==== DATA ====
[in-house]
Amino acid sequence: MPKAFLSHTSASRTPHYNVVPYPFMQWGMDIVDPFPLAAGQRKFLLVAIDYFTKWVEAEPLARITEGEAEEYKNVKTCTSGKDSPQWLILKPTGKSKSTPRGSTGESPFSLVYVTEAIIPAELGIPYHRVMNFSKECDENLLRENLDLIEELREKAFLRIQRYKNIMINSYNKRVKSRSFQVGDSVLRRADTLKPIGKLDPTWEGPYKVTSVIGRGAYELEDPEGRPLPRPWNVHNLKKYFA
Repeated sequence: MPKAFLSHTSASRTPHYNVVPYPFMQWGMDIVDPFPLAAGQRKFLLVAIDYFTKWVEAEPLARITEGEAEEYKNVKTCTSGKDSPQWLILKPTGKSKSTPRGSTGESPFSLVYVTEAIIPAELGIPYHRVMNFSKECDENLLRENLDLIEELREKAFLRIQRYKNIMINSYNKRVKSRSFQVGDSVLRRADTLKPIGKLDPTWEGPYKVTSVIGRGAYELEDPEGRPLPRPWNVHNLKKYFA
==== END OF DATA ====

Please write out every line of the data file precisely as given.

[in-house]
Amino acid sequence: MPKAFLSHTSASRTPHYNVVPYPFMQWGMDIVDPFPLAAGQRKFLLVAIDYFTKWVEAEPLARITEGEAEEYKNVKTCTSGKDSPQWLILKPTGKSKSTPRGSTGESPFSLVYVTEAIIPAELGIPYHRVMNFSKECDENLLRENLDLIEELREKAFLRIQRYKNIMINSYNKRVKSRSFQVGDSVLRRADTLKPIGKLDPTWEGPYKVTSVIGRGAYELEDPEGRPLPRPWNVHNLKKYFA
Repeated sequence: MPKAFLSHTSASRTPHYNVVPYPFMQWGMDIVDPFPLAAGQRKFLLVAIDYFTKWVEAEPLARITEGEAEEYKNVKTCTSGKDSPQWLILKPTGKSKSTPRGSTGESPFSLVYVTEAIIPAELGIPYHRVMNFSKECDENLLRENLDLIEELREKAFLRIQRYKNIMINSYNKRVKSRSFQVGDSVLRRADTLKPIGKLDPTWEGPYKVTSVIGRGAYELEDPEGRPLPRPWNVHNLKKYFA